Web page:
The city may be abundant in gardens and museums—but it's got plenty of classic watering holes, too.
The Last Waterhole
Credit: Helen Olney/ FLICKR

The city of Amsterdam is perhaps best known for the curb appeal of its canal-side rowhouses, springtime tulips, and abundance of bikes. It’s got no shortage of world-class attractions or award-winning restaurants—but what about its watering holes? Turns out, the edgy city has plenty of classic bars, too. Here are some of our favorites.

Last Waterhole

What the Last Waterhole lacks in sophistication—this saloon-style venue looks like it hasn’t been decorated in decades—it makes up for in fun. There’s live rock music every night (think cover bands), and entrance is either free or for about $2. Inside, there’s a dance floor, three pool tables, and a lively, friendly crowd, from tourists to locals of every stripe: Students, old rockers, and ironic hipsters. The drinks are cheap, especially for the area, which is just off the Leidseplein: a frosty pint is only $4 during the nightly happy hour (6 p.m. to 9 pm.).

Susie’s Saloon

With an old-fashioned jukebox, a good pool table, free wifi, reasonably priced food and five screens showing live sport, Susie’s attractions are many, but number one is the cheap beer. Just $4 a pint during happy hour (3 p.m. to 6 p.m. and 10:30 p.m. to midnight), or opt for the $14 pitcher the rest of the time. This canal-side location has a great terrace and plenty of room inside. There’s a bit of a rugby theme, with jerseys adorning the walls and ceilings, and there’s a smoking room, too. Susie’s is popular with bikers, expats, tourists, and rugby fans—and it even does a nice line in merchandising should you want a souvenir shirt.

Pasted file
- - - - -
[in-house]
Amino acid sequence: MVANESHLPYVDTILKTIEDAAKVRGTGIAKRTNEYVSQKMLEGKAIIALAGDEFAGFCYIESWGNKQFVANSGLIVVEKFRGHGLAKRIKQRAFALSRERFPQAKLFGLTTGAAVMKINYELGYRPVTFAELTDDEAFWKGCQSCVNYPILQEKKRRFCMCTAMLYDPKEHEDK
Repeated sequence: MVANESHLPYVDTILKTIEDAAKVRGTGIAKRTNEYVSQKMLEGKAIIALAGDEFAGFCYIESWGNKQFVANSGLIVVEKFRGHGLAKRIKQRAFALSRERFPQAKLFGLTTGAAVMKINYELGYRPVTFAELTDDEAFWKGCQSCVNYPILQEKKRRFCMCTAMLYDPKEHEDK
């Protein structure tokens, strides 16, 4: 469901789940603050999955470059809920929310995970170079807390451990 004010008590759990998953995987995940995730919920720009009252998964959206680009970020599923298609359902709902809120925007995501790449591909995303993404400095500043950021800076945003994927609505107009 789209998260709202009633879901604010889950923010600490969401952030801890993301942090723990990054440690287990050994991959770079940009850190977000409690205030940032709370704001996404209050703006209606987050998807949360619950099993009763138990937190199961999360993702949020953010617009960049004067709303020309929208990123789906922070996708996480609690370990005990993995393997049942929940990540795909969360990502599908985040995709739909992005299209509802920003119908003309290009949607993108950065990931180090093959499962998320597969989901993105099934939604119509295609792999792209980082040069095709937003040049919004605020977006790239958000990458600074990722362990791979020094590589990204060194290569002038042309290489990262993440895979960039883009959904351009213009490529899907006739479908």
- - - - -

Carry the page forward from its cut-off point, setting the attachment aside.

The Minds

Proudly billing itself as “Amsterdam’s last remaining punk rock café,” The Minds is the place to mingle with local mohawks, characters, and rebels of all ages (note: the bar allows smoking). The décor is gritty and grungy, featuring old punk posters and Doc Marten boots dangling from the ceiling. Music is loud and ranges from ‘70s punk (of course) to ska, skater metal, and psychedelic rock. There’s a pinball machine and a pool table. Beer and other drinks are cheap (often less than $3). As for the name, the current owner bought the place in 1984 and named it after his favorite band, Simple Minds, but when they objected, he removed the ‘simple.’

Jane Szita is on the Netherlands beat for Travel + Leisure. She lives in Amsterdam.